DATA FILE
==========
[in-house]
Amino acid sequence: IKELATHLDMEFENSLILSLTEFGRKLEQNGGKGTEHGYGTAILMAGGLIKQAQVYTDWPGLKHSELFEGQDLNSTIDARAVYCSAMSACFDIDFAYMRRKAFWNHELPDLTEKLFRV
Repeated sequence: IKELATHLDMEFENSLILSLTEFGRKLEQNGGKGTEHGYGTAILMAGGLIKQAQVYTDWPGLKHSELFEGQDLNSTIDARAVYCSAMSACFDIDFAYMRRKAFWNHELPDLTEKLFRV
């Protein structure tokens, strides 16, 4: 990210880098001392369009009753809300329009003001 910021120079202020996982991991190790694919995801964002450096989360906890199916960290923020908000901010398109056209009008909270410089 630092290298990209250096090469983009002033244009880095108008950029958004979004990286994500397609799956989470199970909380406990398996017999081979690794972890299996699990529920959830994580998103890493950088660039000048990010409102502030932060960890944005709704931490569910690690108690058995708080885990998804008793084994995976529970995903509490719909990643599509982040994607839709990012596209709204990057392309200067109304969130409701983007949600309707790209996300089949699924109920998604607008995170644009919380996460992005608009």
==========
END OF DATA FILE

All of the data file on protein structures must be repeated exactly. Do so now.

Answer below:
[in-house]
Amino acid sequence: IKELATHLDMEFENSLILSLTEFGRKLEQNGGKGTEHGYGTAILMAGGLIKQAQVYTDWPGLKHSELFEGQDLNSTIDARAVYCSAMSACFDIDFAYMRRKAFWNHELPDLTEKLFRV
Repeated sequence: IKELATHLDMEFENSLILSLTEFGRKLEQNGGKGTEHGYGTAILMAGGLIKQAQVYTDWPGLKHSELFEGQDLNSTIDARAVYCSAMSACFDIDFAYMRRKAFWNHELPDLTEKLFRV
């Protein structure tokens, strides 16, 4: 990210880098001392369009009753809300329009003001 910021120079202020996982991991190790694919995801964002450096989360906890199916960290923020908000901010398109056209009008909270410089 630092290298990209250096090469983009002033244009880095108008950029958004979004990286994500397609799956989470199970909380406990398996017999081979690794972890299996699990529920959830994580998103890493950088660039000048990010409102502030932060960890944005709704931490569910690690108690058995708080885990998804008793084994995976529970995903509490719909990643599509982040994607839709990012596209709204990057392309200067109304969130409701983007949600309707790209996300089949699924109920998604607008995170644009919380996460992005608009």